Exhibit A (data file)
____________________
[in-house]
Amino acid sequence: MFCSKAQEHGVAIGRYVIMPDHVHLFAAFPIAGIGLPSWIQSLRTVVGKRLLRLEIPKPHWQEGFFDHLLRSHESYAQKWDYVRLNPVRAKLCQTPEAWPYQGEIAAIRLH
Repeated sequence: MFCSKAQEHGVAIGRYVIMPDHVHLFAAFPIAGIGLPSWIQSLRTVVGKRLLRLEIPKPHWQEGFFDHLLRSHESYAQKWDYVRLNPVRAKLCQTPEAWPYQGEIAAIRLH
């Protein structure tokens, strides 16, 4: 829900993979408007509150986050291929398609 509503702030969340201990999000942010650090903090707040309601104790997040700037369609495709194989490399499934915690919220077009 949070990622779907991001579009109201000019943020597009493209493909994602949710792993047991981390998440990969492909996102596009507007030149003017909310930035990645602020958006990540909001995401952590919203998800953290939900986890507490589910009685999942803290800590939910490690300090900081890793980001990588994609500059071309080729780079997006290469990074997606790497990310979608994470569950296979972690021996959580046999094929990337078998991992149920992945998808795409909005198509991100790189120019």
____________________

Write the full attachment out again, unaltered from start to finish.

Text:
[in-house]
Amino acid sequence: MFCSKAQEHGVAIGRYVIMPDHVHLFAAFPIAGIGLPSWIQSLRTVVGKRLLRLEIPKPHWQEGFFDHLLRSHESYAQKWDYVRLNPVRAKLCQTPEAWPYQGEIAAIRLH
Repeated sequence: MFCSKAQEHGVAIGRYVIMPDHVHLFAAFPIAGIGLPSWIQSLRTVVGKRLLRLEIPKPHWQEGFFDHLLRSHESYAQKWDYVRLNPVRAKLCQTPEAWPYQGEIAAIRLH
């Protein structure tokens, strides 16, 4: 829900993979408007509150986050291929398609 509503702030969340201990999000942010650090903090707040309601104790997040700037369609495709194989490399499934915690919220077009 949070990622779907991001579009109201000019943020597009493209493909994602949710792993047991981390998440990969492909996102596009507007030149003017909310930035990645602020958006990540909001995401952590919203998800953290939900986890507490589910009685999942803290800590939910490690300090900081890793980001990588994609500059071309080729780079997006290469990074997606790497990310979608994470569950296979972690021996959580046999094929990337078998991992149920992945998808795409909005198509991100790189120019």